Consolidating 401K’s, IRA’s and Other Retirement Accounts


Are you thinking of consolidating multiple 401K’s, IRA’s and other retirement accounts? Here are the pros and cons along with a guide to consolidation.

If you have switched jobs, you may have multiple retirement accounts. According to the Government Accountability Office, approximately 25 million Americans left behind a 401K when they moved on from a job between 2004 and 2014. If you have several Individual Retirement Accounts (IRA’s), it may be tempting to consolidate. However, does consolidation make sense and how do you go about merging different plans?

Advantages of Consolidating Retirement Accounts

Convenience – By consolidating retirement accounts, it is less complicated to keep track of how much money you have, earnings and to take necessary tax deductions. Management is simpler and having fewer accounts makes estate planning easier.

Optimization – Consolidating multiple retirement accounts makes it easier to rebalance portfolios to optimize returns.

More Control – Current law allows employers to move old 401K accounts that have less than $5,000 into an IRA if the former employee does not move the money voluntarily. Employers also have the option of cashing out those small balances and sending a check. By rolling your old 401K’s into an IRA, you maintain more control over your investment.

Withdrawals – By having all of your retirement savings in one account, rather than spread out in multiple funds, the balance is larger and you are less likely to want to take money out. However, if you do need to withdraw money for hardships reasons, a bigger balance means the ability to take out a bigger loan.

Fees – By not consolidating retirement accounts, you potentially run the risk of keeping your funds invested in high cost mutual funds. In addition, with IRA’s, more funds typically means that you are paying more in fees.

Avoid Minimum Required Distributions – With each 40K, you are required to take a minimum distribution after the age of 70 ½ and pay taxes on the income. By rolling these funds over into an IRA, you are only required to take a single distribution. This not only allows you to keep more money in your retirement account to grow until you need to take a withdraw, it can allow save on taxes.

According to Terry Dunne, Millennium Trust Senior Vice President, rolling over old 401K accounts into a Roth IRA “retains the tax-advantage status of the assets, allows more choice of investments and allows you to remain in touch with your assets.’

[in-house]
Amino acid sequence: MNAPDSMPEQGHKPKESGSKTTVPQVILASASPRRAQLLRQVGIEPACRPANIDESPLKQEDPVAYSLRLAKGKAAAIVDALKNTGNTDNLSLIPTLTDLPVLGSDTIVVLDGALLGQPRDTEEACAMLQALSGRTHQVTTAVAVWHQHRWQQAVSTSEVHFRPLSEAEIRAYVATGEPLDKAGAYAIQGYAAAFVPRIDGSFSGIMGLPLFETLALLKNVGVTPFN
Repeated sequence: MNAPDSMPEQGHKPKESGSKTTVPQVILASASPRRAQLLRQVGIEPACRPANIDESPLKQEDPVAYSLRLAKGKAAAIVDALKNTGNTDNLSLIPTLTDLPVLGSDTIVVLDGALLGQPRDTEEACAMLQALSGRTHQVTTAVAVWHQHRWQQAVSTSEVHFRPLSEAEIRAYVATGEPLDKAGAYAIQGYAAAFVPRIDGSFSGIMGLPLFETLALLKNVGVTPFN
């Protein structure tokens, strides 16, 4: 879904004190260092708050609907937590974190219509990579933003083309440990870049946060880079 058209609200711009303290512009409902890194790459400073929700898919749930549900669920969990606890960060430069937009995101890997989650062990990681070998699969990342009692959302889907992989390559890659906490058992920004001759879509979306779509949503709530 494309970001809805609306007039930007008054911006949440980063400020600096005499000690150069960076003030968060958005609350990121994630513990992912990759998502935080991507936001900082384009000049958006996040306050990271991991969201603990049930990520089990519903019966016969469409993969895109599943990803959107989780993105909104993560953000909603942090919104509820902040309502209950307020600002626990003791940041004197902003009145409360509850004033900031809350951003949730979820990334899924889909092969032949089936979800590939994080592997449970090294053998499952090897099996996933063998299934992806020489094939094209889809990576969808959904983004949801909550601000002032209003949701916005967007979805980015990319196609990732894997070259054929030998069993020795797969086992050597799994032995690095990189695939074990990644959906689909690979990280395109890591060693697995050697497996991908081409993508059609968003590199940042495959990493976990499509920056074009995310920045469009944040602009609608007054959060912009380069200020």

Disadvantages of Consolidating Retirement Accounts

Credit Protection – While money in a “qualified retirement account”, such as a 401K, SEP or Simple IRA; is protected from creditors, money in a regular IRA is not. If you own a business or have other factors that put you at a higher risk for a lawsuit, it may make sense to not rollover those old 401K’s.

Lower Costs – Sometimes your old 401K plan may be in a higher earning, lower cost, mutual fund than your IRA or other retirement account. In that case, it makes more sense to keep your money where it is. In addition, by having an employer-sponsored 401K rather than an IRA through a bank or brokerage firm, you save on fees.

Less Access to Funds – If retirement accounts are consolidated, early retirees (before the age of 59 ½) will often lose the ability to withdraw money penalty-free. Early IRA withdrawals are taxed as income and subject to a 10% fee. If you have a 401K that allows partial withdrawals, you may want to keep your money there.

Limits on Contributions – As of 2020, you can only contribute up to $19,500 into a 401K account ($26,000 if over 50). The contribution limit for SIMPLE plans is $13,500. The yearly contributions to all of your traditional IRAs and Roth IRAs cannot be more than $6,000 ($7,000 if you are over 50). In addition, individuals with modified adjusted gross incomes above $206,000 (married filing jointly) or $139,000 (single) for 2020 cannot contribute to a Roth IRA. Although there is a “backdoor strategy” that allows high earners to convert or rollover the funds from a traditional IRA to a Roth IRA, they will have to pay taxes on the contributions and gains. If you are a higher earning individual that frequency “maxes out” your retirement accounts, it makes sense to keep multiple accounts and contribute to the limit for each one.

How to Consolidate Retirement Accounts

The general rule is it is easiest to consolidate like accounts – a traditional IRA into another traditional IRA. This chart explains what you can consolidate.

Roth IRATraditional IRASimple IRASEP-IRAGovernmental 457bQualified Plan (pre-tax)403 b (pre-tax)Designated Roth Account 401k, 403b, 457b
Roth IRAYesNoNoNoNoNoNoNo
Traditional IRAYesYesAfter 2 yrs.YesYesYesYesNo
Simple IRAAfter 2 yrsAfter 2 yrsYesAfter 2 yrs.After 2 yrsAfter 2 yrsAfter 2 yrsNo
SEP-IRAYesYesAfter 2 yrs.YesYesYesYesNo
Governmental 457bYesYesAfter 2 yrsYesYesYesYesYes
Qualified Plan (pre-tax)YesYesAfter 2 yrs.YesYesYesYesYes
403b (pre-tax)YesYesAfter 2 yrs.YesYesYesYesYes
Designated Roth Account 401k,403b, 457bYesNoNoNoNoNoNoYes

There are caveats to these conversions, check IRS Rollover Chart for details.

While there are pros and cons of consolidating retirement accounts, what makes sense to you depends on:

  • Your overall retirement strategy
  • Your income and tax bracket
  • What accounts offer the best rate of return
  • What accounts offer the lowest management cost

Ideally, you want to keep as few accounts that offer the best rate of return while keeping fees to a minimum to maximize your earnings. Since retirement planning and tax strategy can be tricky with ever changing laws, you may want to consult a financial advisor.